• The LSA must send a summary of key issues to the CSAs, once it has formed a preliminary view in an investigation.
  • The CSAs may provide comments within four weeks of receipt (where no comments are provided, the case is considered to be non-contentious).
  • Where a CSA disagrees with the LSA's assessment on the scope of the complaint investigation, or the LSA's preliminary orientation regarding complex legal or technological assessments, it must make a request to the LSA under Article 61 (mutual assistance) or 62 (joint operations) of the GDPR within two months.
  • Where there is no agreement between the LSA and one or more CSA in a complaint-based investigation (the timeframe for agreement is not specified but may be the two-month period), the LSA must request an urgent binding decision of the European Data Protection Board ("EDPB") pursuant to Article 66(3) GDPR.

Full or Partial Rejection of Complaints

The LSA must provide the SA with which the complaint was lodged with the reasons for its preliminary view that the complaint should be fully, or partially, rejected, so that the SA has the information required to decide to reject the complaint. The SA with which the complaint was lodged must inform the complainant of the reasons for the rejection within three weeks, and set a time-limit within which the complainant can make their views known in writing. If the complainant does so and the preliminary view that the complaint should be rejected does not change, the SA with which the complaint was lodged prepares the draft decision under Article 60(3) of the GDPR, to be submitted to other CSAs by the LSA (Article 11).

Decisions Addressed to Controllers and Processors

Chapter III (Section 3) harmonises the investigated parties' right to be heard. It provides that the LSA must submit its preliminary findings to the parties under investigation, setting out the facts and entire legal assessment raised against them. The preliminary findings must indicate corrective measures which the LSA intends to use. The LSA must give the parties a set time limit within which to provide their views in writing (after which time the LSA does not have to take account of their views). Investigated parties may set out all facts and legal arguments relevant to their defence in their written reply. They must attach any relevant documents as proof of the facts (Article 14). Article 17 provides for a 'right to be heard' – where the LSA considers that the revised draft decision raises elements which the investigated parties should be able to express their views on, it must provide them with the possibility to do so, subject to a time limit.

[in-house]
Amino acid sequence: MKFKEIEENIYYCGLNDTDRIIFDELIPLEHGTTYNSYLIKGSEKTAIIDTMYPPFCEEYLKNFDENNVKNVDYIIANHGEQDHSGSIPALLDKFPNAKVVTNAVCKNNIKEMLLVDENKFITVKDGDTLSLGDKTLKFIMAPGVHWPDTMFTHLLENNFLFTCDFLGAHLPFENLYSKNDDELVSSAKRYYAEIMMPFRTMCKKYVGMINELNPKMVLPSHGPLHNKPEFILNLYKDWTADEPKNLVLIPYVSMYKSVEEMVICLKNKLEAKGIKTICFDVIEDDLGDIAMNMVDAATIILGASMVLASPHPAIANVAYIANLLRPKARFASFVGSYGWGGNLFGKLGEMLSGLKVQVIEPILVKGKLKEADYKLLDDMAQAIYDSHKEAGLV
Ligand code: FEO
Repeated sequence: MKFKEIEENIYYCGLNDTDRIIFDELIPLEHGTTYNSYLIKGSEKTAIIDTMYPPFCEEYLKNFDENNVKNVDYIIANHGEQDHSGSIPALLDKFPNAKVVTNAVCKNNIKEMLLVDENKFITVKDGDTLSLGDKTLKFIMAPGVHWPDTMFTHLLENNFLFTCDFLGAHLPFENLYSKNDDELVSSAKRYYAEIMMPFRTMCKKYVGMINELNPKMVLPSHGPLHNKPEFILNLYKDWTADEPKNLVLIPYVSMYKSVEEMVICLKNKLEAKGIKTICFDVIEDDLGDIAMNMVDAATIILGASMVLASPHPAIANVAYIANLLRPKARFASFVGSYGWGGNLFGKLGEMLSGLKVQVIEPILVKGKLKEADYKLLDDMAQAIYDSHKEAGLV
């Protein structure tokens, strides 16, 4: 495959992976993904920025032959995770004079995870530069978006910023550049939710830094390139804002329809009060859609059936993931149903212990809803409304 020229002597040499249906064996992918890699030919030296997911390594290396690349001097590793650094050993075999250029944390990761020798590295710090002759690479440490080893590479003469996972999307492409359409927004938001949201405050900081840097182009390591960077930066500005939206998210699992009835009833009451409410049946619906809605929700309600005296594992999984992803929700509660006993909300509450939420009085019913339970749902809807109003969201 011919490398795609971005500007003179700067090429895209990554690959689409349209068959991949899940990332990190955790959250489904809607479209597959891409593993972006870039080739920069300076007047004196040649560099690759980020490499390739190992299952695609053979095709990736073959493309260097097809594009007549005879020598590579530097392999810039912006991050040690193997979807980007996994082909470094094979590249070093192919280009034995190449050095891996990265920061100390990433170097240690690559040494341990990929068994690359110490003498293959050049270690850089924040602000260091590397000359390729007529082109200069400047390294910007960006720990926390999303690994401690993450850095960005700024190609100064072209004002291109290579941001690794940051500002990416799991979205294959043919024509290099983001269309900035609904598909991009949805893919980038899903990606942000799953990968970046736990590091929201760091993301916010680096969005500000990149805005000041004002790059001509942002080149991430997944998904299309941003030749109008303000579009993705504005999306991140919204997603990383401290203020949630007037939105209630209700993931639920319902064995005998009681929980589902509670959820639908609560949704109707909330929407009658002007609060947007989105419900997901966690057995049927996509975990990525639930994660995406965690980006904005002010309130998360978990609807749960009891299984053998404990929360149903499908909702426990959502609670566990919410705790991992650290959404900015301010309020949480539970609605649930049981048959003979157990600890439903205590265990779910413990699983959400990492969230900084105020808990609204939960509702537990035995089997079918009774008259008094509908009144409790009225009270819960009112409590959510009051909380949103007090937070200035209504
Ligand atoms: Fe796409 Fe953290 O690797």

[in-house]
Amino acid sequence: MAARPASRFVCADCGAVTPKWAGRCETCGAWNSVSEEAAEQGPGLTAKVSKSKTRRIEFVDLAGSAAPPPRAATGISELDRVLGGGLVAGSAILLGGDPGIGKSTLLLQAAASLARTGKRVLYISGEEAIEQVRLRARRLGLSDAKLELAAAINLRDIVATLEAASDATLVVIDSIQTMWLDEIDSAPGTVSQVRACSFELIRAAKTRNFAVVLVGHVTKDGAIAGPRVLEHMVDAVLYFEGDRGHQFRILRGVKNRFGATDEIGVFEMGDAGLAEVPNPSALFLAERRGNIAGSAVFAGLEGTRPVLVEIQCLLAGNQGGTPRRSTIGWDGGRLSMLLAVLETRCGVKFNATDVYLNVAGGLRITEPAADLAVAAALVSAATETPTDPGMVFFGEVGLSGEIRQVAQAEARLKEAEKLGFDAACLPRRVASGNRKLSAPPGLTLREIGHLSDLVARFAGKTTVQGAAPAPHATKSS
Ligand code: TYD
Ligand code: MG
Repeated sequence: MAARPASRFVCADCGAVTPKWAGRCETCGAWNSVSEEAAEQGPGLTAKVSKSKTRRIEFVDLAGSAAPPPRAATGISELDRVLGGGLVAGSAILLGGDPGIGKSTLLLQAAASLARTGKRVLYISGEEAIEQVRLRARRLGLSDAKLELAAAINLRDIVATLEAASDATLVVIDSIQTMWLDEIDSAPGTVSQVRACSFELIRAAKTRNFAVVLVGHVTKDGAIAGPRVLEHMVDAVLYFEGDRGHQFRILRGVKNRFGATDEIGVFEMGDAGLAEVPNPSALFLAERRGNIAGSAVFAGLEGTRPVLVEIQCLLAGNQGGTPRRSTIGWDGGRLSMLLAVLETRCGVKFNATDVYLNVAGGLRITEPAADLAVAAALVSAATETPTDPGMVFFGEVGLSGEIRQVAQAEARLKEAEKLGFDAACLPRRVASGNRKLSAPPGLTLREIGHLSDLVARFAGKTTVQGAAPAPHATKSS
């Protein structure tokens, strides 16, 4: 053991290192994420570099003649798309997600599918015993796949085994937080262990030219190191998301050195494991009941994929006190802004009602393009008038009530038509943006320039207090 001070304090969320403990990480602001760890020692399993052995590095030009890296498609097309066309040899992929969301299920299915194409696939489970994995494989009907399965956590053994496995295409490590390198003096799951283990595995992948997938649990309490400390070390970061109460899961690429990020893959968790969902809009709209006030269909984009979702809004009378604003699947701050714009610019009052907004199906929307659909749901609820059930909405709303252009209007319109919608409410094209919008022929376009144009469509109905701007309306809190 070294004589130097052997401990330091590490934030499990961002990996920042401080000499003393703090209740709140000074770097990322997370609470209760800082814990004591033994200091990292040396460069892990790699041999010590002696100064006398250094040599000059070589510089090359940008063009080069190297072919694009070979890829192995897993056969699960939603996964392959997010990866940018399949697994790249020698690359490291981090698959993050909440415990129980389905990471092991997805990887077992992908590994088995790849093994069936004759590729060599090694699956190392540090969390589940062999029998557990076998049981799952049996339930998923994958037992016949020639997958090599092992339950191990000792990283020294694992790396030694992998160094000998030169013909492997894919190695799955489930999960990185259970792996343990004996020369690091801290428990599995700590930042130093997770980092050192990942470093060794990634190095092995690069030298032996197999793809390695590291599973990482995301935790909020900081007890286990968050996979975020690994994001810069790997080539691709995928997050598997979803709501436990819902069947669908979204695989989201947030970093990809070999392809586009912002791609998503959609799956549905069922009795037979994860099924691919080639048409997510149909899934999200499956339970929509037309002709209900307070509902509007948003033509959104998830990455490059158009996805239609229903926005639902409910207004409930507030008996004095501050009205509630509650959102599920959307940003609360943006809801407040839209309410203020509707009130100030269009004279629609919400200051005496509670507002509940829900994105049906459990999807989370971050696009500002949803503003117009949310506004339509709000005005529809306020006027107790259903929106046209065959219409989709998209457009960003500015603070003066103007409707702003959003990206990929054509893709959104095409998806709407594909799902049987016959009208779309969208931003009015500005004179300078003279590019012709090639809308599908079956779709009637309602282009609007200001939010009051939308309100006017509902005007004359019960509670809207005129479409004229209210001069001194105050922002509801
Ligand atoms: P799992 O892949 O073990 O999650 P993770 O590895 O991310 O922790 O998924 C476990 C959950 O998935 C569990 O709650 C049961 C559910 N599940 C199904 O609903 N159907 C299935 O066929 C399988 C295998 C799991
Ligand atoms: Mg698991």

Objections Raised by CSAs

Chapter III (Section 4) sets out the requirements for the form and structure of relevant and reasoned objections raised by CSAs. For instance, the length must not exceed three pages, the CSA's disagreement must be stated at the beginning, and legal arguments must be set out and grouped by reference to the operative part of the draft decision to which they relate.

Final Provisions of the Proposal

The Proposal goes on to provide:

  • Rules relating to the content of and access to the administrative file (to enable investigated parties to exercise their right to be heard), and treatment of confidential information.
  • That, if the LSA does not follow the relevant and reasoned objections of the CSAs, or is of the view that they are not relevant or reasoned, it must submit the matter to the dispute resolution mechanism set out in Article 65 GDPR. It sets out the documents which the LSA must provide to the EDPB (within four weeks of receipt of which the EDPB must identify relevant and reasoned objections) (Article 22).
  • That, before adopting a binding decision under Article 65(1)(a) GDPR, the EDPB must provide the investigated parties with a statement of reasons explaining its reasoning. Articles 25 and 26 set out rules for the submission of matters to dispute resolution under Article 65(1)(b) and (c) GDPR.
  • The procedural rules for the urgency procedure in Article 66 GDPR, where a request for an urgent opinion of the EDPB is made.

Contact Us

If you would like to discuss the Proposal, or any other related data protection and data privacy matter concerning your business, please do not hesitate to contact any member of our Technology and Innovation Group